The Christ magnified man as a spiritual being, he shadowed forth the union of God and man, showing to what degree of spiritual perfection man might restore himself. We must grant his higher idealism as the true conception of man, and we should follow in the line of bis thought by conceding to ourselves the full and complete power of Spirit. We are all potentially the Christ, and must give him actual embodiment in ourselves, that the image and likeness of God be a reality. Ignorance is the only thing that limits man; ignorance is the only devil, and when man is willing to concede to himself all of the qualities which he conceives of as belonging to some exalted, mythical being, God will become existent in man, and the devil idea be relegated to the realms of no-where. A comparison of orthodox Christianity with New Thought shows the awakening of man. He has advanced in spite of doctrines and dogmas which have fettered his mind, and is now casting off the chains of creeds and ritualisms.

Orthodoxy believes in a good God and a bad devil; in two powers - good and evil, the evil in seeming supremacy in this world, and that we have to die to escape from it and obtain the good. The belief in a good God and a bad devil places life upon a semi-perfect basis. It is impossible to believe in a devil without beholding devilish things. Good things and bad things are the inevitable result of a dual state of mind, for like produces like. When the individual is intelligent enough to forever drop his belief in a devil, and absorb his mind in the omnipresence of good, or the God-idea, evil will forever disappear, for there will be nothing in the mind of man to discern evil.

New Thought maintains that evil is negation, which, under its various discords, is the result of man's ignorance of his relation to the great universe in wnich he has his being. Man will not forever be left comfortless by his ignorance of the law of cause and effect; he will find that there is an aptidote for every discord that arises in life, and what better remedy can we have than that offered by Paul, “Be ye transformed by the renewing of your mind "? This means to get a new mind, a different estimation of ourselves, to rid the mind of the thoughts which have bound us to negative conditions. The thoughts we have been thinking have manifested according to the character of the thought, and if we are in unlovely conditions we must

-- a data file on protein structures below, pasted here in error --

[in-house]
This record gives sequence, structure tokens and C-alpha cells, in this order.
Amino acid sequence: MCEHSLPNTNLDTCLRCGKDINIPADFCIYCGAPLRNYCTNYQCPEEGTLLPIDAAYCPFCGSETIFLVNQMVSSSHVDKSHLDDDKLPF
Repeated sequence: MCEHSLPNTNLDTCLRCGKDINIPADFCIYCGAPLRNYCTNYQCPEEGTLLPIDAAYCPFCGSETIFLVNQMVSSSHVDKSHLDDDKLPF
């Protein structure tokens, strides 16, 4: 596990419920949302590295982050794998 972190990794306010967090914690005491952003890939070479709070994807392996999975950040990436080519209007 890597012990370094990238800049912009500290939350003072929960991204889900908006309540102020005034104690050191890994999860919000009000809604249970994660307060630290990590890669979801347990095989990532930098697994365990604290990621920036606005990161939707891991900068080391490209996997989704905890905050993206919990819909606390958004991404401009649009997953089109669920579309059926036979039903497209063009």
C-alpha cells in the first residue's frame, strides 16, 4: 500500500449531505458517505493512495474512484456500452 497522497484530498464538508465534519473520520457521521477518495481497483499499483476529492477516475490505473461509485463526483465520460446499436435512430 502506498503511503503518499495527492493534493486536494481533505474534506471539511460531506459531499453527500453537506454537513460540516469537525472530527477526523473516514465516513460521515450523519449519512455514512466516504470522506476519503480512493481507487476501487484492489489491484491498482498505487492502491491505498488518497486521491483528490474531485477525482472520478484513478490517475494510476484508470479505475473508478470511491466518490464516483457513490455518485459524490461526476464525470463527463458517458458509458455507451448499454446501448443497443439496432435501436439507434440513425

to entertain unlovely thoughts.

A divine being is one who thinks divine thoughts and acts in a divine manner. Evil can no more exist to the Christ-minded man than darkness can exist where there is sunshine. If we find that our minds are lacking in divine elements, we must

cease

replenish them, just as we replenish a lamp with oil. We must fill the mind with purity of thought, with love, with the powers and characteristics of God. God is something to be, and not something to worship. By purifying our thoughts we revive latent powers which will operate against everything negative to the spiritual laws of perfection, and that perfection will become manifest in us. What the hour needs is concentration. We have scattered our soul forces by dipping into this “ism" and that “ology,” and now, after proving these ideas to be mostly unsatisfactory, let us center our attention and effort upon the establishment of the Kingdom of God within, and fill our souls with divine forces and elements. Without effort nothing is acquired, and if we would be happy and prosperous, noble and perfect, we must do our part to attain these blessings. Jesus said, “What things soever the Father hath are mine," but he had to put forth persistent effort to obtain his own property. But he did it, and so can we. We are this moment fully equipped with sufficient qualities to externalize the Christ, but the trouble is we do not use these forces, or we employ them upon the wrong side of life, and remain servants where we should be sovereigns.

There is not one thing in life from which we may not redeem ourselves if we will concentrate our energies to such conquests. We must strive to prove our divinity, even as Jesus of Nazareth proved his, thus establishing the divinity of man, and the proof is peace, purity and perfection.

In the cultivation of God qualities in the soul, we sooner or later come to the place where we discern that there can be no separation between God and man, and to call God "Spirit” and man “flesh" creates opposition, and God becomes unknown, and man debased.

It has been said that, “To place God and man upon a common, equal basis, gives actuality and supremacy to both. The equal extolment of both is the salvation of both; God from obscurity,